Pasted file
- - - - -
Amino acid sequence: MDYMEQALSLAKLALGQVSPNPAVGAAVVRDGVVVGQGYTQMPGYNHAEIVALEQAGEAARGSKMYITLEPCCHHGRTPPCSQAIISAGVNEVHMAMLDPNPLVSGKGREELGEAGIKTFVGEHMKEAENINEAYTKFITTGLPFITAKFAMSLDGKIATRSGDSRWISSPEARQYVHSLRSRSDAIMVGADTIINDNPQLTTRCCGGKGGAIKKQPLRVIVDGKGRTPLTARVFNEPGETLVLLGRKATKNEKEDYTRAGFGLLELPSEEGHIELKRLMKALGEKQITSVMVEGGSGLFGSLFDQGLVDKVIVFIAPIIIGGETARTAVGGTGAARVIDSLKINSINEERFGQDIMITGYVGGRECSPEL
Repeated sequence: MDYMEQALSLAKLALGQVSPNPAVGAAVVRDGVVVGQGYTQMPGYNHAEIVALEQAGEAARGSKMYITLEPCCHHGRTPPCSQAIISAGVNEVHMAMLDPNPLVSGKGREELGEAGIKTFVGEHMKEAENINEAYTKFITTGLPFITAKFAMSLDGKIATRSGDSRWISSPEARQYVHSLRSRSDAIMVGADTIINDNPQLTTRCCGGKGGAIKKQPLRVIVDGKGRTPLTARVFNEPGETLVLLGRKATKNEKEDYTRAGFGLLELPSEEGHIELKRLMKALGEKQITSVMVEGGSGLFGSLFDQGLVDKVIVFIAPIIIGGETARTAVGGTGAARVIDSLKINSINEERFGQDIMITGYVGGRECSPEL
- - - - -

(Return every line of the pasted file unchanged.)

Amino acid sequence: MDYMEQALSLAKLALGQVSPNPAVGAAVVRDGVVVGQGYTQMPGYNHAEIVALEQAGEAARGSKMYITLEPCCHHGRTPPCSQAIISAGVNEVHMAMLDPNPLVSGKGREELGEAGIKTFVGEHMKEAENINEAYTKFITTGLPFITAKFAMSLDGKIATRSGDSRWISSPEARQYVHSLRSRSDAIMVGADTIINDNPQLTTRCCGGKGGAIKKQPLRVIVDGKGRTPLTARVFNEPGETLVLLGRKATKNEKEDYTRAGFGLLELPSEEGHIELKRLMKALGEKQITSVMVEGGSGLFGSLFDQGLVDKVIVFIAPIIIGGETARTAVGGTGAARVIDSLKINSINEERFGQDIMITGYVGGRECSPEL
Repeated sequence: MDYMEQALSLAKLALGQVSPNPAVGAAVVRDGVVVGQGYTQMPGYNHAEIVALEQAGEAARGSKMYITLEPCCHHGRTPPCSQAIISAGVNEVHMAMLDPNPLVSGKGREELGEAGIKTFVGEHMKEAENINEAYTKFITTGLPFITAKFAMSLDGKIATRSGDSRWISSPEARQYVHSLRSRSDAIMVGADTIINDNPQLTTRCCGGKGGAIKKQPLRVIVDGKGRTPLTARVFNEPGETLVLLGRKATKNEKEDYTRAGFGLLELPSEEGHIELKRLMKALGEKQITSVMVEGGSGLFGSLFDQGLVDKVIVFIAPIIIGGETARTAVGGTGAARVIDSLKINSINEERFGQDIMITGYVGGRECSPEL